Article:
Speaker teaches teens about perils of addiction

Dr. DeNoble talks with Ceres High students Tiffany Maksoud, left, Melissa Webster, center, and Angie Prak. 
Dr. DeNoble talks with Ceres High students Tiffany Maksoud, left, Melissa Webster, center, and Angie Prak. (KATIE MUSSMAN / TEENS IN THE NEWSROOM)

A secret laboratory, a brain-altering drug that is sold legally in the United States, and a phone call from the president.

Sound like the makings of a science-fiction movie? This was reality for Dr. Victor DeNoble.

At a presentation last Thursday, titled "Inside the Dark Side," DeNoble told his story as a former scientist for a major tobacco company. The audience included a group of teens and adults at Memorial Medical Center/Sutter Health Education and Conference Center in Modesto.

DeNoble explained that he worked in a secret lab to produce a cigarette that would tremendously reduce the risks of smoking. He also studied nicotine addiction until his lab was shut down and he was fired because of the potential liability and lost profits that could result from his research.

He told the dramatic story of how he later went on to be released from his secrecy agreement with his former employer after a personal phone call and an executive order by President Clinton.

He went on to work with the FBI, and his testimony before Congress has helped to change the way tobacco can be advertised or used in the United States.

After telling his story, DeNoble discussed addiction to alcohol and illegal drugs, as well. He included slides from the secret lab and showed a monkey brain he once experimented on.

He even brought along half of a brain from a patient whose brain had been affected by nicotine, even though the person had not smoked in years. He sprinted around the room showing the brains to anyone who wanted to look as he discussed how drugs alter or destroy brain cells.

At one point, a teen attending the lecture asked whether it was true that marijuana did not destroy brain cells.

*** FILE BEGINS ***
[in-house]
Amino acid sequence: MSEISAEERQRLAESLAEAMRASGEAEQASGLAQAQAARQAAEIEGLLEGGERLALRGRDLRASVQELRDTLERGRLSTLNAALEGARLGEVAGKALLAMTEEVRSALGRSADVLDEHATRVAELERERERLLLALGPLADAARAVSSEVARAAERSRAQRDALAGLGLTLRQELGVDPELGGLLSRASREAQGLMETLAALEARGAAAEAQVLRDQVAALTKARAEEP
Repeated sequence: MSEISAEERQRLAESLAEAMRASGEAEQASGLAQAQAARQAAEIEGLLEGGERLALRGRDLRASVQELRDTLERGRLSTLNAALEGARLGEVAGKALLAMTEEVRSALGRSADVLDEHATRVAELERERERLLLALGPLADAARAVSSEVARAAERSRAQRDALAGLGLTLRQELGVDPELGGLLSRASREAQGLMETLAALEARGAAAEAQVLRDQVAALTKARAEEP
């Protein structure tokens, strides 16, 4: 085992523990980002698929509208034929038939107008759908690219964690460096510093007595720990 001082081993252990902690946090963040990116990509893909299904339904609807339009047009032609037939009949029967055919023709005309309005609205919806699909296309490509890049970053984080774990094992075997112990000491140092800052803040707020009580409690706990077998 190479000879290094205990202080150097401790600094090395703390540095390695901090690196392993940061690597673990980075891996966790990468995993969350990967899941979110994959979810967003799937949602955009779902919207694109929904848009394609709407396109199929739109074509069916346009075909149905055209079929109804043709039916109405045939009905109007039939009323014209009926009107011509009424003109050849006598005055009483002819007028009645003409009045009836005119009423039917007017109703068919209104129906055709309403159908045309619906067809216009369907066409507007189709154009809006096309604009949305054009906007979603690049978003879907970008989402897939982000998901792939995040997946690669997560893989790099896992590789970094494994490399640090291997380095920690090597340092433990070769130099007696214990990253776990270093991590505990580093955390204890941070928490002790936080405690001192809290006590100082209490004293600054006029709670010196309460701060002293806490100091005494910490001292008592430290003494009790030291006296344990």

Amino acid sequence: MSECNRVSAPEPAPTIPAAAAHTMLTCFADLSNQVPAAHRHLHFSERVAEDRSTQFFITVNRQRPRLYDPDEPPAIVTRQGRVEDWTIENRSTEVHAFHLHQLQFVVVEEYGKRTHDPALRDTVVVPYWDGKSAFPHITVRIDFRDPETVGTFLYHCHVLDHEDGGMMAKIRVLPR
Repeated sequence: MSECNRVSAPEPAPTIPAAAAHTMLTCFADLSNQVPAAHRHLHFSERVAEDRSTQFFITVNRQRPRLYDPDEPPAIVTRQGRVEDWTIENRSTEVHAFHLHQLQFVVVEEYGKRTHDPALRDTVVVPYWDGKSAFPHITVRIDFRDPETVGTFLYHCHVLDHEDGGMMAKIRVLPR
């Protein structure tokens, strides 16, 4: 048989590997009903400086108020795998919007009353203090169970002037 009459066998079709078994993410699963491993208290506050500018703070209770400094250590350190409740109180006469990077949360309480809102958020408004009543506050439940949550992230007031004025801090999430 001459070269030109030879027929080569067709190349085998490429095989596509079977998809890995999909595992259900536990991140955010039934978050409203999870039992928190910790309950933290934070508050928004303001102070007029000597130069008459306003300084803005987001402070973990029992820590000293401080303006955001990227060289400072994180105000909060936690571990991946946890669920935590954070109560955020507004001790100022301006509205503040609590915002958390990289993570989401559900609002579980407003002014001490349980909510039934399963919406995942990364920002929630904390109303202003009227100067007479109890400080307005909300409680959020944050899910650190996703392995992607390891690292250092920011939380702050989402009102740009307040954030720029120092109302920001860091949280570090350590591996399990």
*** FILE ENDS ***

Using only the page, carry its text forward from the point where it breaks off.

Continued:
DeNoble explained: "I'm not going to lie to you. It does not. However, (marijuana) can alter brain cells to the extent that it can have the same effect as destroying them."

DeNoble also explained the rationale for making the age for drinking alcohol 21 rather than 18. He claimed it is not because people become more responsible at age 21. Rather, he said that until age 21, the balance of certain chemicals in the brain can lead to alcohol addiction.

He said you are "unlikely to become addicted to alcohol if you wait until age 21" to take a drink because the chemical balance that responds to alcohol changes around that age.

DeNoble captured the attention of his audience with humor and by explaining the functions of the brain in ways that would be understandable to the average person.

Students from Ceres High School heard about DeNoble's presentation from their chemistry teacher, who offered extra credit to those attending. Angie Prak, Melissa Webster and Tiffany Maksoud were glad to earn some extra credit while listening to what they called "a really cool speaker." They thought the best part of the lecture was learning about "drug facts and how addiction starts."

Students Sha'Nae Williams and Abraham Parra, who attend Valley Charter High School in Modesto, said they went to the lecture to earn extra credit in their health classes. Both agreed that they enjoyed the presentation. Parra also said he found it helpful because he had "seen a lot of things happen to people" and wanted to prevent them from happening to himself.

DeNoble was brought to the area by Stanislaus County Office of Education Prevention Programs and the Stanislaus County Health Services Agency along with their youth coalition called Protecting Health and Slamming Tobacco. He spoke earlier in the week to many high schools in the area, including Pitman, Denair, Orestimba, Turlock, Central Valley, Hughson and Waterford.

Katie Mussman is a senior at Davis High School and a member of The Bee's Teens in the Newsroom journalism program.